|Numéro de publication||US6364037 B1|
|Type de publication||Octroi|
|Numéro de demande||US 09/547,068|
|Date de publication||2 avr. 2002|
|Date de dépôt||11 avr. 2000|
|Date de priorité||11 avr. 2000|
|État de paiement des frais||Payé|
|Autre référence de publication||CA2403293A1, CA2403293C, DE60120948D1, EP1272727A2, EP1272727B1, US6550551, US20020060096, WO2001077480A2, WO2001077480A3|
|Numéro de publication||09547068, 547068, US 6364037 B1, US 6364037B1, US-B1-6364037, US6364037 B1, US6364037B1|
|Inventeurs||David J. Brunnert, Thurman B. Carter, David M. Haugen, Gary D. Ingram, David W. Teale|
|Cessionnaire d'origine||Weatherford/Lamb, Inc.|
|Exporter la citation||BiBTeX, EndNote, RefMan|
|Citations de brevets (19), Citations hors brevets (3), Référencé par (39), Classifications (13), Événements juridiques (6)|
|Liens externes: USPTO, Cession USPTO, Espacenet|
1. Field of the Invention
This invention relates generally to methods and apparatus for actuating a tool in a borehole. More particularly, the invention relates to orienting or positioning a tool in a borehole and, once properly oriented, setting the tool in a fixed position. Still more particularly, the invention relates to an actuation apparatus that uses a pressure differential in a conduit carrying a fluid flow to actuate a downhole hydraulic tool.
2. Background of the Related Art
Hydraulically-actuated tools such as packers and anchor assemblies have long been used in the drilling industry. A tool often used in conjunction with anchors or packers is a whipstock. A whipstock includes an inclined face and is typically used to direct a drill bit or cutter in a direction that deviates from the existing borehole. The combination whipstock and anchor (or packer) is frequently termed a sidetrack system. Sidetrack systems have traditionally been used to mill a window in the well casing, and thereafter to drill through the casing window and form the lateral borehole.
Originally, such a sidetrack operation required two trips of the drill string. The first trip was used to run and set the anchor or packing device at the appropriate elevation in the borehole. With the anchor or packer in place, the drill string was then removed from the well and a survey was made to determine the orientation of a key on the upper end of the anchor-packer. With that orientation known, the whipstock was then configured on the surface so that when the whipstock engaged the anchor-packer in the borehole, it would be properly oriented. So configured, the whipstock, along with an attached cutter, was then lowered in the borehole on the drill string and secured to the anchor-packer. Once connected to and supported by the packer, the whipstock directed the cutter so that a window would be milled in the casing of the borehole at the desired elevation and in the preselected orientation. This two-trip operation for setting the anchor-packer and then lowering the whipstock and cutter is time-consuming and expensive, particularly in very deep wells.
To eliminate the expense associated with two trips of the drill string, an improved sidetrack system was developed which required only a single trip. Such a system includes a whipstock having an anchor-packer connected at its lower end, and a cutter assembly at its upper end connected by a shearable connection. Using such a system, the whipstock is oriented by first lowering the apparatus into the cased borehole on a drill string. A wireline survey instrument is then run through the drill string to check for the proper orientation of the suspended whipstock. After the whipstock is properly oriented in the borehole, and the anchor-packer set, the drill string is then lowered causing the cutter assembly to become disconnected from the whipstock. As the cutter is lowered further, the inclined surface of the whipstock cams the rotating cutter against the well casing, causing the cutter to mill a window in the casing at the predetermined orientation and elevation.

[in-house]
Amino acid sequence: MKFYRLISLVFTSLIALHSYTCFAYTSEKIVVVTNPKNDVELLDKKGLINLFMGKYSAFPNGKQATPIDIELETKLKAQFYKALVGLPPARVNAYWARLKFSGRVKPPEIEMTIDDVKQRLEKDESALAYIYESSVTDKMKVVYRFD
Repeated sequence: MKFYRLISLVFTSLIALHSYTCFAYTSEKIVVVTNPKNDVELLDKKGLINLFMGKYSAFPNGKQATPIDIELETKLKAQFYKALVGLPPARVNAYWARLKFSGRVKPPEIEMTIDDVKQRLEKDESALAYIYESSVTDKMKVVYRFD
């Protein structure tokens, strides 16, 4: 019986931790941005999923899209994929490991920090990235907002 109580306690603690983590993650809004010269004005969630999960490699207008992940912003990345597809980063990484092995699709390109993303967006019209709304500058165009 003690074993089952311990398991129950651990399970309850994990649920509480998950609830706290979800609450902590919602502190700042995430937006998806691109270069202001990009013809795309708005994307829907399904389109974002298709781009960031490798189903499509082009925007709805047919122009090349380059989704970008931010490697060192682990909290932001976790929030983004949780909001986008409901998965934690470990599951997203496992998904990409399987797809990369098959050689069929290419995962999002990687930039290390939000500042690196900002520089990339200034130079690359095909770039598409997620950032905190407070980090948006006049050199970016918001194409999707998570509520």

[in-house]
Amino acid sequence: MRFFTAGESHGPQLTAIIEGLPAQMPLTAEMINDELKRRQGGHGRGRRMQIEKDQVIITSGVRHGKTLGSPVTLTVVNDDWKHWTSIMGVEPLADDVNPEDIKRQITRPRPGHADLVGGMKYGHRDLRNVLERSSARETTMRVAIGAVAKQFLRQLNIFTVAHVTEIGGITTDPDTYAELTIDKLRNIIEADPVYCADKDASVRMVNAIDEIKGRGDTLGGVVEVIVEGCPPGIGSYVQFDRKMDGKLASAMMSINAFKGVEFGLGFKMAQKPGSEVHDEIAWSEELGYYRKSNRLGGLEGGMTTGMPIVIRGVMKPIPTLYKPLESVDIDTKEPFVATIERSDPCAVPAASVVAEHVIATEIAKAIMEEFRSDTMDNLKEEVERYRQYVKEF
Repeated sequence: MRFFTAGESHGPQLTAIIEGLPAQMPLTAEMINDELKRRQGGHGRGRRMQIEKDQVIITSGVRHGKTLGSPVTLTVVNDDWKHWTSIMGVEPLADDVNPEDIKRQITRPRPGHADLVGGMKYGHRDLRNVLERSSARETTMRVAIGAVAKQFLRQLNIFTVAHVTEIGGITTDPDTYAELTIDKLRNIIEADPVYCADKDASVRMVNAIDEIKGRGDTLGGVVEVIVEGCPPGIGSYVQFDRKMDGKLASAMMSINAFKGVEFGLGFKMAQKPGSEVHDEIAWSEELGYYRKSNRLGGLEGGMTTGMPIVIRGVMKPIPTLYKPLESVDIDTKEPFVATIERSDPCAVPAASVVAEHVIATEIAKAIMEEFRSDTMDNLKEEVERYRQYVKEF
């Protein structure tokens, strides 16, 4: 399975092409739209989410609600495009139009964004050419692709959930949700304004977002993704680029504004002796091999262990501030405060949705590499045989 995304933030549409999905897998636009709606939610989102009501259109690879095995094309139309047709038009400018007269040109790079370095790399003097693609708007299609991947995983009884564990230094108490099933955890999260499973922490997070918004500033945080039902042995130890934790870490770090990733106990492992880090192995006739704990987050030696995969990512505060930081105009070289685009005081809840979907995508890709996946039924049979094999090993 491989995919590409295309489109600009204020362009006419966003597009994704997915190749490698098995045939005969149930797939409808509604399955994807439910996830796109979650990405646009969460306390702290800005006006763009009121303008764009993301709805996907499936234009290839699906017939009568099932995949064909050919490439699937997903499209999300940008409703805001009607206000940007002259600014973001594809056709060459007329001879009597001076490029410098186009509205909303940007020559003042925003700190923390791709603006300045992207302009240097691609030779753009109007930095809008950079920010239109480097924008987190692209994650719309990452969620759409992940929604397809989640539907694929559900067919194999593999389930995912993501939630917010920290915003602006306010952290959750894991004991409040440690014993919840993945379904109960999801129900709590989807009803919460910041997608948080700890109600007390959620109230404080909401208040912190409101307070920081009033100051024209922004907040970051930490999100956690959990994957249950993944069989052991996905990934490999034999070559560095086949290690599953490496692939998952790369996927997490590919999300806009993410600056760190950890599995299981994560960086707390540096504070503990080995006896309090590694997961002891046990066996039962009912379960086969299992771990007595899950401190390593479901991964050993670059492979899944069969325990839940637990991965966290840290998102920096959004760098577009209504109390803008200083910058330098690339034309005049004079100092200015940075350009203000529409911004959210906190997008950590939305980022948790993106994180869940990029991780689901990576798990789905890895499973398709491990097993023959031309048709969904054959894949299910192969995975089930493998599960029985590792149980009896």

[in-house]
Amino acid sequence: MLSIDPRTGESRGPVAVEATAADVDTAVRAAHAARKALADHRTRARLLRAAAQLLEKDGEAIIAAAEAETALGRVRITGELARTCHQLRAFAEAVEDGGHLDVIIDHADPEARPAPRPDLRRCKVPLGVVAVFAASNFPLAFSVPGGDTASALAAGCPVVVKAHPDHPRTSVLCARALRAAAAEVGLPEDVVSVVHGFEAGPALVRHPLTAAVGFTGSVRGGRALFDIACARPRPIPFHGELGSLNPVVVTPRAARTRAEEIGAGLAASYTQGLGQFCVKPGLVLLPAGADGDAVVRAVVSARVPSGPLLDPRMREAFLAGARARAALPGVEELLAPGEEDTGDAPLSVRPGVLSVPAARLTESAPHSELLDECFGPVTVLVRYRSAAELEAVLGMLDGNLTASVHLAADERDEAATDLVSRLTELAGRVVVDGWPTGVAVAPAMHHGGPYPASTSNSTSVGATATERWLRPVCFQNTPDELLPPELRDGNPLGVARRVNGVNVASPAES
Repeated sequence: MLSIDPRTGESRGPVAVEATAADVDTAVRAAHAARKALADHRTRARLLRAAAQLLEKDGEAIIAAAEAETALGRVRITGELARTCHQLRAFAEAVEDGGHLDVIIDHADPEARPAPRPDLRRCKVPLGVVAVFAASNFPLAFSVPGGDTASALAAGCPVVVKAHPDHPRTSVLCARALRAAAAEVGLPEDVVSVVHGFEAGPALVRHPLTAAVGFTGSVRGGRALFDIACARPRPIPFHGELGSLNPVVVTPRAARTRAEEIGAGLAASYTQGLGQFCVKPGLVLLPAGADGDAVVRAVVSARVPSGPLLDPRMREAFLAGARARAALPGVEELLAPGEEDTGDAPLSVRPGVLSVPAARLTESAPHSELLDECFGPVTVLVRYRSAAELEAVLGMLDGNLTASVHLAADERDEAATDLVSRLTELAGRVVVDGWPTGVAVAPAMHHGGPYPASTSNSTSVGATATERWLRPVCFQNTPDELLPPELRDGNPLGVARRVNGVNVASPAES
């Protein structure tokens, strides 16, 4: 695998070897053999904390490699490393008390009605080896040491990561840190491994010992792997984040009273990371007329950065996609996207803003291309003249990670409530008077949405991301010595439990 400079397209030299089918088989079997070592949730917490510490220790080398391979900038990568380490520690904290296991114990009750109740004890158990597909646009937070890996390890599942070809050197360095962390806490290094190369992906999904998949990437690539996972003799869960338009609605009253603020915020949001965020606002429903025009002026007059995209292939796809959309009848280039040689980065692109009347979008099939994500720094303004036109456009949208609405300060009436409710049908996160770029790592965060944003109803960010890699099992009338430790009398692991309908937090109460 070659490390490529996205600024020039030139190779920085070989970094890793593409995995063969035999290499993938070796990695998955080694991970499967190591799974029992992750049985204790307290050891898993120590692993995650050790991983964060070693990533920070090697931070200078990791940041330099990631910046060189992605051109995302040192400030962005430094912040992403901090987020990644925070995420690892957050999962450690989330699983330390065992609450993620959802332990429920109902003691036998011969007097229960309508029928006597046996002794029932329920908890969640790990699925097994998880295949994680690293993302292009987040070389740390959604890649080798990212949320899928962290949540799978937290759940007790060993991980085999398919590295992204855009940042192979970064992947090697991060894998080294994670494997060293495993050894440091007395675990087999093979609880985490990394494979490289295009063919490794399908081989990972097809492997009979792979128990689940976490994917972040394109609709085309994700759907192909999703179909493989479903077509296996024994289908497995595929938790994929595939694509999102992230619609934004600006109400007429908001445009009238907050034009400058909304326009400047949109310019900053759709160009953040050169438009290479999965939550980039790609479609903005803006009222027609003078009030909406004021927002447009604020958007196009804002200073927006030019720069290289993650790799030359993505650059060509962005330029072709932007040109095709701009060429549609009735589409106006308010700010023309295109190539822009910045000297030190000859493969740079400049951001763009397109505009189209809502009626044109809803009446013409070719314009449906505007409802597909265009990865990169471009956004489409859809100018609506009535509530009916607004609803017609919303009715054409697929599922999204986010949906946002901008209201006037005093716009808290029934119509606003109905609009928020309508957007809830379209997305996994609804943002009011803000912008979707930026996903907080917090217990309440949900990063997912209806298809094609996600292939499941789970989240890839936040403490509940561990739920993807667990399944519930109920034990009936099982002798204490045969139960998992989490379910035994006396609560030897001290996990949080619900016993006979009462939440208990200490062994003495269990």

To be contrasted with wireline devices, there exist today a variety of systems that are capable of collecting and transmitting data from a position near the drill bit while drilling is in progress. Such measuring-while-drilling (“MWD”) systems are typically housed in a drill collar at the lower end of the drill string. In addition to being used to detect formation data, such as resistivity, porosity, and gamma radiation, all of which are useful to the driller in determining the type of formation that surrounds the borehole, MWD tools are also useful in surveying applications, such as, for example, in determining the direction and inclination of the drill bit. Present MWD systems typically employ sensors or transducers which, while drilling is in progress, continuously or intermittently gather the desired drilling parameters and formation data and transmit the information to surface detectors by some form of telemetry, most typically a mud pulse system. The mud pulse system creates acoustic signals in the drilling mud that is circulated through the drill string during drilling operations. The information acquired by the MWD sensors is transmitted by suitably timing the formation of pressure pulses in the mud stream. The pressure pulses are received at the surface by pressure transducers which convert the acoustic signals to electrical pulses which are then decoded by a computer.
MWD tools presently exist that can detect the orientation of the drill string without the difficulties and drawbacks described above that are inherent with the use of wireline sensors. However, known MWD tools typically require drilling fluid flow rates of approximately 250 gallons per minute to start the tool, and 350 to 400 gallons per minute to gather the necessary data and transmit it to the surface via the mud pulse telemetry system. The conventional bypass valves used in present-day sidetrack systems for circulating drilling fluid and transporting a wireline sensor to the whipstock tend to close, and thereby actuate the anchor-packer, at flow rates of approximately 100 gallons per minute, or even less. Thus, while it might be desirable to combine MWD sensors in a sidetrack system, if drilling mud was circulated through the drill string at the rate necessary for the MWD tool to detect and communicate to the driller the orientation of the whipstock, the bypass valve would close and the anchor-packer would be set prematurely, before the whipstock was properly oriented.